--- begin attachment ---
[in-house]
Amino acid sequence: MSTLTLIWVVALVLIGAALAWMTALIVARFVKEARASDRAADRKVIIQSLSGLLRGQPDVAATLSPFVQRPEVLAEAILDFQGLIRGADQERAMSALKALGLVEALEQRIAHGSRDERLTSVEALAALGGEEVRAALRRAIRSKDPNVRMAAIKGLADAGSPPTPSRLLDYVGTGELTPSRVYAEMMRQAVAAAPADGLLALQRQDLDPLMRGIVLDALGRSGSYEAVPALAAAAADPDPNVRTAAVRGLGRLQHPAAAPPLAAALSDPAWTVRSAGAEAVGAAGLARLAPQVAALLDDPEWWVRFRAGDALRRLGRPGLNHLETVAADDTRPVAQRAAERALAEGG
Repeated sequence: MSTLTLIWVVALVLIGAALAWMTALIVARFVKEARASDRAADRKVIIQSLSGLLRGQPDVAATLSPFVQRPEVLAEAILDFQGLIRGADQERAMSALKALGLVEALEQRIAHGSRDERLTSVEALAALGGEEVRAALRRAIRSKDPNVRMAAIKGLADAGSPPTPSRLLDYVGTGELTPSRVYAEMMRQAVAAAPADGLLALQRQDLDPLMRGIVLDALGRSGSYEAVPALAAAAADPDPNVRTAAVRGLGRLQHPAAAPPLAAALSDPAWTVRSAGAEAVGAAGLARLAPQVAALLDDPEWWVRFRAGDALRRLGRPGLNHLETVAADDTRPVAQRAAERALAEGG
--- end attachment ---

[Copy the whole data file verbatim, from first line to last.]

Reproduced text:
[in-house]
Amino acid sequence: MSTLTLIWVVALVLIGAALAWMTALIVARFVKEARASDRAADRKVIIQSLSGLLRGQPDVAATLSPFVQRPEVLAEAILDFQGLIRGADQERAMSALKALGLVEALEQRIAHGSRDERLTSVEALAALGGEEVRAALRRAIRSKDPNVRMAAIKGLADAGSPPTPSRLLDYVGTGELTPSRVYAEMMRQAVAAAPADGLLALQRQDLDPLMRGIVLDALGRSGSYEAVPALAAAAADPDPNVRTAAVRGLGRLQHPAAAPPLAAALSDPAWTVRSAGAEAVGAAGLARLAPQVAALLDDPEWWVRFRAGDALRRLGRPGLNHLETVAADDTRPVAQRAAERALAEGG
Repeated sequence: MSTLTLIWVVALVLIGAALAWMTALIVARFVKEARASDRAADRKVIIQSLSGLLRGQPDVAATLSPFVQRPEVLAEAILDFQGLIRGADQERAMSALKALGLVEALEQRIAHGSRDERLTSVEALAALGGEEVRAALRRAIRSKDPNVRMAAIKGLADAGSPPTPSRLLDYVGTGELTPSRVYAEMMRQAVAAAPADGLLALQRQDLDPLMRGIVLDALGRSGSYEAVPALAAAAADPDPNVRTAAVRGLGRLQHPAAAPPLAAALSDPAWTVRSAGAEAVGAAGLARLAPQVAALLDDPEWWVRFRAGDALRRLGRPGLNHLETVAADDTRPVAQRAAERALAEGG